Two common misconceptions about pensions upon death are:

  1. My pensions die with me.
  2. My pensions are distributed according to the will.

In most cases, neither of the above statements are accurate.

Pensions and Your Estate

A significant benefit of having funds within a pension is the fact that it sits outside your estate, making it exempt from inheritance tax and probate. This means it can be paid out more quickly, but it also means it isn’t governed by the terms of your will.

Types of Pensions: Defined Benefit vs. Defined Contribution

The treatment of pensions upon death varies depending on the type of pension. Here’s a brief recap of the two main types of pensions:

Defined Benefit Pension: This is a promise of guaranteed lifelong income from an employer.

Defined Contribution Pension: This is a fund that grows over time through contributions from both you and your employer. The fund then can be used to provide you with an income.

What Happens to Defined Benefit Pensions?

Defined Benefit pensions have a straightforward approach upon death. If you pass away, your dependent (typically a spouse, civil partner, child under 23 and sometimes a cohabiting partner, if dependent) would usually receive a ‘Survivor’s Pension’ for the rest of their life. This tends to be between  50% and 75% of the pension you were entitled to at the time of death. Any pension income paid to a dependent is taxed as earnings under income tax rules. Upon the death of your dependent, the pension payments would cease altogether.

What Happens to Defined Contribution Pensions?

For Defined Contribution pensions, it is the trustees of the pension scheme who determine the recipient(s) of your pension upon your death.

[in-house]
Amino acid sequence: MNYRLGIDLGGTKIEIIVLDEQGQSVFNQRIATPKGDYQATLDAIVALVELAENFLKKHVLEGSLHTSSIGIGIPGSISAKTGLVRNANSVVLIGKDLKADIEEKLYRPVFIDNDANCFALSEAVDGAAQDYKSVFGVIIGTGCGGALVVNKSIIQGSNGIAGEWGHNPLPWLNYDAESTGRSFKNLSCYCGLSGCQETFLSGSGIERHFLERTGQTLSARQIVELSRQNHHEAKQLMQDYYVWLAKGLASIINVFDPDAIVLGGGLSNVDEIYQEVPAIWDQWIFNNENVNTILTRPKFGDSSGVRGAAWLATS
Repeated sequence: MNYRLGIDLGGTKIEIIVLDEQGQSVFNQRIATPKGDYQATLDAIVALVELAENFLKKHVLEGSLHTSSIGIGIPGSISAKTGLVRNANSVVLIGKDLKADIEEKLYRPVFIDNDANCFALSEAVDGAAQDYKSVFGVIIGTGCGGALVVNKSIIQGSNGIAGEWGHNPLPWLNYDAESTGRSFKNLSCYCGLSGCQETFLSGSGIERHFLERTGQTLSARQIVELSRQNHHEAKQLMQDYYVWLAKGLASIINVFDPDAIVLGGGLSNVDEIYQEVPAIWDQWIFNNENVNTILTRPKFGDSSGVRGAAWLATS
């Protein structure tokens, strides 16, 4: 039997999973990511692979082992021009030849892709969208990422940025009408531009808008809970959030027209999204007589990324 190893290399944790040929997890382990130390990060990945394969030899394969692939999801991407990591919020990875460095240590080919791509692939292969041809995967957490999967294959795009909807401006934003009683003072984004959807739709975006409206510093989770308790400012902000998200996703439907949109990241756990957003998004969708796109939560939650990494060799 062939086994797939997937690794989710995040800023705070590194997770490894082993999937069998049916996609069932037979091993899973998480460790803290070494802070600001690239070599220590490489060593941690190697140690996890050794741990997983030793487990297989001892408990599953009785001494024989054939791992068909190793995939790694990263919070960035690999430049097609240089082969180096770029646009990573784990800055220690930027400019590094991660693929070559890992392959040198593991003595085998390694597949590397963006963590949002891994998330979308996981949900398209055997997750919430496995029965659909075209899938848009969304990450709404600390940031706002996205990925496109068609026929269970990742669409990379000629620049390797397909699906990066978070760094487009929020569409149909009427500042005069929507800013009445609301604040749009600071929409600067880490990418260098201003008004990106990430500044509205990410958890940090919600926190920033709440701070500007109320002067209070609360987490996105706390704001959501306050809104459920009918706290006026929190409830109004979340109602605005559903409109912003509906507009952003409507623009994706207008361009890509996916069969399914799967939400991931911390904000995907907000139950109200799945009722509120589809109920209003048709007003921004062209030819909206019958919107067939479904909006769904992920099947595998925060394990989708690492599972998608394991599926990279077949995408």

You can complete a form known as an “Expression of Wishes” or “Beneficiary Nomination” to indicate to the trustees to whom you’d prefer your pension to be paid. These beneficiaries don’t need to be dependents and can be anyone of your choosing. While the trustees typically consider these preferences, the final decision rests with them regarding who receives your pension upon your passing.

If you were to pass away under 75, the beneficiaries can usually draw from the pension tax-free. If you pass away after age 75, the beneficiaries of your pension will be subject to tax on anything they draw from the pension.

Importance of Keeping Your Expression of Wishes Up to Date

Since your will does not dictate to whom your pension is paid, it’s vitally important to keep your Expression of Wishes up to date. A recent study indicated that over 750,000 people near retirement were at risk of passing their pension to an ex-spouse or ex-partner, highlighting the importance of ensuring that they remain suitable.

If you are a Transact user, with a Transact personal pension, you can review your current nominated beneficiaries on Transact by selecting “Housekeeping” followed by “Reconfirm Pension Beneficiaries”. If you’d like to update your Expression of Wishes, please let us know, and we will send you the required forms. Please note that if you have pensions outside of Transact, the provider of that pension will have their own forms that need to be completed and you will need to contact them.

We highly recommend that all our clients ensure they have an Expression of Wishes in place for all their pensions and make sure these continue to reflect their wishes.

Links:

https://www.moneymarketing.co.uk/analysis/neil-macgillivray-expression-wish-forms-can-let-clients/#:~:text=Neil%20MacGillivray%3A%20When%20expression%20of%20wish%20forms%20can%20let%20clients%20down,-Neil%20MacGillivray%2024&text=Headlines%20earlier%20this%20year%20drew,updated%20their%20expression%20of%20wish

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